Learn more about our unparalleled Full Service Certified Payroll Reporting offering for businesses of all sizes Click here to learn more

Get Information
Let's talk

Payroll Records: What to Keep and for How Long

Accounting Support • Jan 14, 2021
Pay records hold the company’s payroll system information, such as all the data about paychecks, taxes, and employees. Payroll records should be kept for three years
Payroll Records

Payroll Records: What to keep and how long to keep them

Pay records hold the company’s payroll system information, such as all the data about paychecks, taxes, and employees. Payroll records should be kept for three years according to federal law, but payroll tax records should be retained for four years. However, many agencies, e.g., ERISA agency, demand you to maintain some particular record for six years!

Best Practices for keeping payroll records- What to keep for how long time?

In the below table, we have defined which data should be kept for how long time. We hope this practice will resolve many problems!

Types of payroll Records Years
Employee Handbook 3 Years
Timecards 3 Years
Pay Stubs 4 Years
Merit Increase and Pay Grade 2 Years
Hiring Documents 3 Years
I-9 Documents 3 Years
Retirement Income and 401(K) plan details 6 Years
Tax Documents 4 Years
Any Document Relating to a payment or employment dispute 4 Years

Who Determines What Payroll Information should be retained

Federal agencies such as IRS and DOL decides which records would be kept and how long these records would be kept. Agencies like the Equal Employment Opportunity Commission (EEOC) retain only those documents they need to complete their mission. Here are complete details of agencies.

Internal Revenue Service (IRS)

It demands from you to retain all the tax documents of an employer or employee for four years. These tax documents include payment details of a payroll tax, W-4s, and W-2s documents.

Equal Employment Opportunity Commission (EEOC)

The EEOC demands to retain payroll information, such as thinking about changing pay rates to prevent unfairness. They ask to keep data from one to three years.

Fair Labor Standards Act (FLSA)

Fair Labor Standards Act asks to retain payroll information for three years without specifying any special document to keep. It requires us to keep some particular information such as the pay rate of an employee, social security number, name of an employee, and address. You can get all information on time cards, hiring documents, pay-slips. These documents include some other information such as:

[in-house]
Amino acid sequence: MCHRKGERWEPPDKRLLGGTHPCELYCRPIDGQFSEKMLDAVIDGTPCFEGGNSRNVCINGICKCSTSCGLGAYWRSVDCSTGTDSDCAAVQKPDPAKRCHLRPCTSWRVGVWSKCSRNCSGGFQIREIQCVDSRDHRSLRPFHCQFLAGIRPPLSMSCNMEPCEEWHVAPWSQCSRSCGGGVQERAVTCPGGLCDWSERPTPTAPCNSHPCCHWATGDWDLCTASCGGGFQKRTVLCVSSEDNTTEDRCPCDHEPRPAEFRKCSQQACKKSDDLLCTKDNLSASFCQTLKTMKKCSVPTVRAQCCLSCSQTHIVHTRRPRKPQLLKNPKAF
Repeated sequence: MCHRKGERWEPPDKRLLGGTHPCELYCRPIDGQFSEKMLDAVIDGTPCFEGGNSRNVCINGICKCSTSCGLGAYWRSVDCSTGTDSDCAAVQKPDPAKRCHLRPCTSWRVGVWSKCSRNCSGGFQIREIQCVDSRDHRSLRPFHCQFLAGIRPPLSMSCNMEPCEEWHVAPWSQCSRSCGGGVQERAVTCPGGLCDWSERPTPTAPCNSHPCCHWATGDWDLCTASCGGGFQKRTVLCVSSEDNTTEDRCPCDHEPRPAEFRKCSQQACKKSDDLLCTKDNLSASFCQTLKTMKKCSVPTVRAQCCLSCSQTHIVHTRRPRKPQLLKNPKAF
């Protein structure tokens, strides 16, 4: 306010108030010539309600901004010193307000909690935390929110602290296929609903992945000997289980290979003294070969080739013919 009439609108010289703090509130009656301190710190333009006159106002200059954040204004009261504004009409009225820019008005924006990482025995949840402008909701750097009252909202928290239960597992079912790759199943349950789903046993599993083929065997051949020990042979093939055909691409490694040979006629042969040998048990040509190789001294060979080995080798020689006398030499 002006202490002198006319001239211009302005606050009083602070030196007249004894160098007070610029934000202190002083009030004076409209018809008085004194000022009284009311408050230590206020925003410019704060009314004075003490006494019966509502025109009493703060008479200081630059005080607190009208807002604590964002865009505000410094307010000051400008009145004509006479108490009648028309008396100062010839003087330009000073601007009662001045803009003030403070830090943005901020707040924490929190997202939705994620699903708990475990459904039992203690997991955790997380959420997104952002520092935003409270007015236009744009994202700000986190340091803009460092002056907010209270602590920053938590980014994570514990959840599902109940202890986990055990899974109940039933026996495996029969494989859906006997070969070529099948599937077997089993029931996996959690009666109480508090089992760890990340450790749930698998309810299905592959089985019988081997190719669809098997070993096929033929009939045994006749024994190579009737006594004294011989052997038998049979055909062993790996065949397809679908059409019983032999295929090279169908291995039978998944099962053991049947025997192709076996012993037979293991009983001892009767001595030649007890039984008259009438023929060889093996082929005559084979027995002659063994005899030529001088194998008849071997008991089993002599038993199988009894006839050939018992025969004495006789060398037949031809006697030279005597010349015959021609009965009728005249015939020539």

• Gender
  • Pay rate and working hours of an employee
  • Full residence address with ZIP code
  • Job role (Job Title or Function)
  • Pay type ( Salary or hourly based)
  • Earnings by type (Regular, Overtime, any additional bonus)
  • Total earnings
  • Date of payment
  • Work period (Pay Period)

Federal Acts that are governed by Multiple Agencies (DOL, IRS)

Multiples agencies control some federal acts, including rules for document retention. ERISA requires to retain documents for six years. These documents talk about retirement plans such as a 401(k) plan and premium payments plan. Payments records should be retained until there is a possibility of auditing a retirement plan. These records contain:

  • Payroll deductions that are taken
  • Enrollment Docs
  • Payment Docs

Payroll Information, such as requests for leave, leave payments, and leave policy docs, should be kept for three years according to FMLA rules. All information is accessible from employee's pay-slips and the handbook.


While retaining documents, you need to go along with the rules of state and other federal agencies. You keep payroll records for some reasonable time limit to protect user privacy. If you are worried about the period for retaining the documents, then scroll to the top! We have provided each type of record with its retention period.

Build and manage a better workforce with integrated HR solutions from ADP Marketplace partners like Points North

Newer Post > < Older Post

A Complete Guide To Coding The ACA Form 1095-C

Employers should be sure they enter correct codes on 1095-C forms to avoid ACA penalties. Form 1095-C provides information about the health coverage provided by the employer. Applicable Large Employers (ALEs

What are the Benefits of Leveraging Integration Partners?

What are the Benefits of Leveraging Integration Partners?